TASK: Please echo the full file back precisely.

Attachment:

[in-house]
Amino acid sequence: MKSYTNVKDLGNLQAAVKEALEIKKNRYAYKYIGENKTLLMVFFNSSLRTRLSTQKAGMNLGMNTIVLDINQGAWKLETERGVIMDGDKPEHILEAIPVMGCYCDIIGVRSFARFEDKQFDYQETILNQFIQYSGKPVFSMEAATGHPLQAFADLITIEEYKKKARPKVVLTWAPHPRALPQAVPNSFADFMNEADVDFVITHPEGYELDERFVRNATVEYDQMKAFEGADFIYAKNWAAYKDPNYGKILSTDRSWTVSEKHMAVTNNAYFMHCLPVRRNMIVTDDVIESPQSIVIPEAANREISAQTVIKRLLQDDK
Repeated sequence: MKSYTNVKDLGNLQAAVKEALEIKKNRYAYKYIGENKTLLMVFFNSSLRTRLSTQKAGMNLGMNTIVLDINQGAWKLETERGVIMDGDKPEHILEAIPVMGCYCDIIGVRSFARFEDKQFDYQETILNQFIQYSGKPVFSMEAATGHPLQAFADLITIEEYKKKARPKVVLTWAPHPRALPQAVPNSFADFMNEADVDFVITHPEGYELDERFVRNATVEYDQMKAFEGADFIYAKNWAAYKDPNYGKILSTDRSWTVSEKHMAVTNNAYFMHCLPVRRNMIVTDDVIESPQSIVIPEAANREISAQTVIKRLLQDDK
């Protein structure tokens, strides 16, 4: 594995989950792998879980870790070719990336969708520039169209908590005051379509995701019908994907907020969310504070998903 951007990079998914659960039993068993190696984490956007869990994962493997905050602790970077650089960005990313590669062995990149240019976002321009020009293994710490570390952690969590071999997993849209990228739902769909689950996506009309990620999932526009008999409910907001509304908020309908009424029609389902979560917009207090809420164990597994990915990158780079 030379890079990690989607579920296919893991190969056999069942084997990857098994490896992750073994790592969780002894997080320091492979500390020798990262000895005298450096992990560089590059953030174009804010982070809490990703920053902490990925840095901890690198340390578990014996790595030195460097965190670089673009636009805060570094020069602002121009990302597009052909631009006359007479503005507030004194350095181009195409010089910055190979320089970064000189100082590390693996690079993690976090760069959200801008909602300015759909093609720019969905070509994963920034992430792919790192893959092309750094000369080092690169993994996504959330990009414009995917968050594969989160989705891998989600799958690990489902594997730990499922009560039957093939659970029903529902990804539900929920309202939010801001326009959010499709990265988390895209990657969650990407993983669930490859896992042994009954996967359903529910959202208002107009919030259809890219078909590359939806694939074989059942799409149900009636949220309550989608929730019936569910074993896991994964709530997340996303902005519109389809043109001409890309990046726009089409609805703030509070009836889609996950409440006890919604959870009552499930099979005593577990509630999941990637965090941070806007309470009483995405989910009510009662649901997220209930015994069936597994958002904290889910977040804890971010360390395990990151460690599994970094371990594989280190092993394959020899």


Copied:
[in-house]
Amino acid sequence: MKSYTNVKDLGNLQAAVKEALEIKKNRYAYKYIGENKTLLMVFFNSSLRTRLSTQKAGMNLGMNTIVLDINQGAWKLETERGVIMDGDKPEHILEAIPVMGCYCDIIGVRSFARFEDKQFDYQETILNQFIQYSGKPVFSMEAATGHPLQAFADLITIEEYKKKARPKVVLTWAPHPRALPQAVPNSFADFMNEADVDFVITHPEGYELDERFVRNATVEYDQMKAFEGADFIYAKNWAAYKDPNYGKILSTDRSWTVSEKHMAVTNNAYFMHCLPVRRNMIVTDDVIESPQSIVIPEAANREISAQTVIKRLLQDDK
Repeated sequence: MKSYTNVKDLGNLQAAVKEALEIKKNRYAYKYIGENKTLLMVFFNSSLRTRLSTQKAGMNLGMNTIVLDINQGAWKLETERGVIMDGDKPEHILEAIPVMGCYCDIIGVRSFARFEDKQFDYQETILNQFIQYSGKPVFSMEAATGHPLQAFADLITIEEYKKKARPKVVLTWAPHPRALPQAVPNSFADFMNEADVDFVITHPEGYELDERFVRNATVEYDQMKAFEGADFIYAKNWAAYKDPNYGKILSTDRSWTVSEKHMAVTNNAYFMHCLPVRRNMIVTDDVIESPQSIVIPEAANREISAQTVIKRLLQDDK
């Protein structure tokens, strides 16, 4: 594995989950792998879980870790070719990336969708520039169209908590005051379509995701019908994907907020969310504070998903 951007990079998914659960039993068993190696984490956007869990994962493997905050602790970077650089960005990313590669062995990149240019976002321009020009293994710490570390952690969590071999997993849209990228739902769909689950996506009309990620999932526009008999409910907001509304908020309908009424029609389902979560917009207090809420164990597994990915990158780079 030379890079990690989607579920296919893991190969056999069942084997990857098994490896992750073994790592969780002894997080320091492979500390020798990262000895005298450096992990560089590059953030174009804010982070809490990703920053902490990925840095901890690198340390578990014996790595030195460097965190670089673009636009805060570094020069602002121009990302597009052909631009006359007479503005507030004194350095181009195409010089910055190979320089970064000189100082590390693996690079993690976090760069959200801008909602300015759909093609720019969905070509994963920034992430792919790192893959092309750094000369080092690169993994996504959330990009414009995917968050594969989160989705891998989600799958690990489902594997730990499922009560039957093939659970029903529902990804539900929920309202939010801001326009959010499709990265988390895209990657969650990407993983669930490859896992042994009954996967359903529910959202208002107009919030259809890219078909590359939806694939074989059942799409149900009636949220309550989608929730019936569910074993896991994964709530997340996303902005519109389809043109001409890309990046726009089409609805703030509070009836889609996950409440006890919604959870009552499930099979005593577990509630999941990637965090941070806007309470009483995405989910009510009662649901997220209930015994069936597994958002904290889910977040804890971010360390395990990151460690599994970094371990594989280190092993394959020899």